Giving heart attack patients a combined low dose of the anticoagulant drug warfarin with low-dose aspirin does not prevent second heart attacks or strokes better than aspirin alone, researchers report in today's Circulation: Journal of the American Heart Association.

Researchers identify for the first time proteins vital to maintaining nervous system architecture
Researchers at Columbia University College of Physicians & Surgeons and the Albert Einstein College of Medicine have found, for the first time, that certain proteins maintain the nervous system architecture after the developing body lays down the wiring pattern.

Harlem residents suffer more from oral health problems
Harlem adult residents say they suffer more from oral health problems than other medical complaints, such as asthma, diabetes and hypertension, according to a study by researchers at Columbia University's School of Dental and Oral Surgery and Mailman School of Public Health.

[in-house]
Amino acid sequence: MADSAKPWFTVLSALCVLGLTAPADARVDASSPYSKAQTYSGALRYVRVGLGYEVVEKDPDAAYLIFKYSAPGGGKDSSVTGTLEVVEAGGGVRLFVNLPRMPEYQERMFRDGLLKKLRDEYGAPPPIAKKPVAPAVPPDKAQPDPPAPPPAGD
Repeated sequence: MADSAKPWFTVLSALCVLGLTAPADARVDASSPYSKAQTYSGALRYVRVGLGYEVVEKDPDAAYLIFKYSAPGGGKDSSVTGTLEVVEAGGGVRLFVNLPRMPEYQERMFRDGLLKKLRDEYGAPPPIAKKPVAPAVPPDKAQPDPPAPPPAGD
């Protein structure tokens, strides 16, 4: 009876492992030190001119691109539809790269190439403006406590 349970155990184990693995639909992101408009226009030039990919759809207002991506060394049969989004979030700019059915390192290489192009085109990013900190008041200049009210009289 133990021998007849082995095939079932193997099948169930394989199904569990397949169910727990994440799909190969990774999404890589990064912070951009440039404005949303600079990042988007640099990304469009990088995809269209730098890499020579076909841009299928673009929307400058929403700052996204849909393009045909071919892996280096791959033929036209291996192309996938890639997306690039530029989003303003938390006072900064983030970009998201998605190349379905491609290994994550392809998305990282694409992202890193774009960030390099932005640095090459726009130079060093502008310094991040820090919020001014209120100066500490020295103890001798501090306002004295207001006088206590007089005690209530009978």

Cave men diets offer insights to today's health problems, study shows
Eat meat. That's the dietary advice given by a team of scientists who examined the dietary role of fat.

Researchers identify gene in rare form of epilepsy
Columbia Health Sciences researchers have identified a gene implicated in a rare form of epilepsy, a finding that could provide insights into the cause of common epilepsy.

Four universities receive NSF grants for scientific drilling of Lake Malawi in East Africa
Researchers from four universities have been awarded a $2 million grant through the National Science Foundation's Earth System History (ESH) program to take to the next level the scientific drilling of large lakes for paleoclimate research.

Small babies who gain weight too fast have higher BP as adults